- sleeping bags;
- sleeping pads;
- lightweight stove + propane tank;
- kitchen utensils;
- lightweight headlamp flashlight;
- water shoes or sandals;
- mobile phone waterproof pouch;
And please remember to take your trash back with you! Not everyone is following “leave no trace” rule 🙁
Other posts about Arizona with tons of tips and exiting information you will find in our Arizona PhotoTravel Guide!
Lethal amoeba risk – Naegleria fowleri
Before going to the hot springs, you must know one essential thing. And there are signs everywhere with this information. There is a slight danger from a rare but lethal amoeba called Naegleria fowleri.
Naegleria fowleri infects people when water containing the amoeba enters the body through the nose. It typically occurs when people go swimming or diving in warm freshwater places, like lakes and rivers (and is known to be present in natural hot springs in Arizona). The Naegleria fowleri amoeba then travels up the nose to the brain, where it destroys the brain tissue. Thus is as well known as brain-eating amoeba.
Naegleria fowleri causes the disease’s primary amebic meningoencephalitis (PAM), a brain infection that leads to the destruction of brain tissue. In its early stages, symptoms of PAM may be similar to symptoms of bacterial meningitis.
Initial symptoms of PAM start about 5 days (range 1 to 9 days) after infection. The initial symptoms may include headache, fever, nausea, or vomiting. Later symptoms can include stiff neck, confusion, lack of attention to people and surroundings, loss of balance, seizures, and hallucinations. After the start of symptoms, the disease progresses rapidly and usually causes death within about 5 days (range 1 to 12 days).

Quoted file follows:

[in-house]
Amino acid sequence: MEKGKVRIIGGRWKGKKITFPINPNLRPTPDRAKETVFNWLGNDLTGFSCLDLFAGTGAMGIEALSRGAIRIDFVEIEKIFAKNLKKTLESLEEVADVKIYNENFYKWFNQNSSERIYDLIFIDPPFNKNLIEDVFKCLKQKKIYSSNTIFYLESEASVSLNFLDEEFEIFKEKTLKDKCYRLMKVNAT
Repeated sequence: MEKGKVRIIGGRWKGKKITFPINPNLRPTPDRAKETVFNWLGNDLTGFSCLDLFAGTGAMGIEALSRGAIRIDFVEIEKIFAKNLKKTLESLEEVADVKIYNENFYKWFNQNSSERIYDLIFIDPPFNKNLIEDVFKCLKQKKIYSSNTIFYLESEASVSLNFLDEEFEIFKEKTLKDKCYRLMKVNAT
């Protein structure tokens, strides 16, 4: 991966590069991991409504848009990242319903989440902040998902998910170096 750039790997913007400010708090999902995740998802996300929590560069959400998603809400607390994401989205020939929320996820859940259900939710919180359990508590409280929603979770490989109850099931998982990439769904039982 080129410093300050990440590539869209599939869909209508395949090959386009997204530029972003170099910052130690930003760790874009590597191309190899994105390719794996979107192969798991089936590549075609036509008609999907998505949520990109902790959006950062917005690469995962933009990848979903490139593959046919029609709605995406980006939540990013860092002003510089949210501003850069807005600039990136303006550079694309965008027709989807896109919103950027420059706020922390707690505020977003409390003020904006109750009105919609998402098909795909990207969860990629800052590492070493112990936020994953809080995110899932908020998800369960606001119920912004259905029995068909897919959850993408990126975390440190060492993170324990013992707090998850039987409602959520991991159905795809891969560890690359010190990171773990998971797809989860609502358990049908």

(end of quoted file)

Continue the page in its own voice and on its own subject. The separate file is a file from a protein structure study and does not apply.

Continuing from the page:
But don’t worry! It is not to say you cannot enjoy the Arizona hot springs at Lake Mead National Recreational Area! The only thing you must do is to protect your nose. It will not harm you when swallowed, but please keep your head over the water and do not splash, and you should be safe. We were afraid of the amoeba; however, we had great fun at the springs, so you can as well.
Arizona Hot Springs
The hot spring itself is not big and very limited by the walls of the slot canyon. If you start from the top (left hike) first, you approach very hot water pool (about 110 F). Going downhill you will have progressively colder pools. There is a total of 4 pools separated by gravel filled sandbags. The water level in each of them was not deeper than your knees. And mineral water is kept in the pools only by the sandbags. Otherwise, it would go directly to the waterfall.
When we were there, it was just a couple more people, and they usually do not spend in the pools more than 30-60 minutes. In the upper hot springs, it is just too hot, and space is limited. It’s nice to be there at night. People are leaving small battery-powered colorful lamps, which makes a pleasant atmosphere. We have seen only people wearing swimsuits, maybe because of kids present. But we know that in such places usually there is no clothes rule.
If you plan to take pictures in natural Arizona Hot Springs we can give you a couple of hints:
- Take the widest (ultra-wide recommended) and fastest aperture lens you have (good options are Canon 16-35/2.8 or Nikon 14-24/2.8);
- There is not too much light, so good quality high ISO camera body is advised; most of the time you will operate at 3200 or more;
- Optionally you can take a tripod – it can help you take a long exposure of the falls and keep ISO low;
- Come in the morning and wait for the light to enter the canyon from the top – you must observe changing light for best effects; Usually, in the afternoon it’s too dark and shady to get great results;
- Of course, you must find moments with not too many people in the pools (you are probably expecting to be alone, so for sure, do not go there over the weekend!);
- You can try some night shots – in this case, the tripod is mandatory;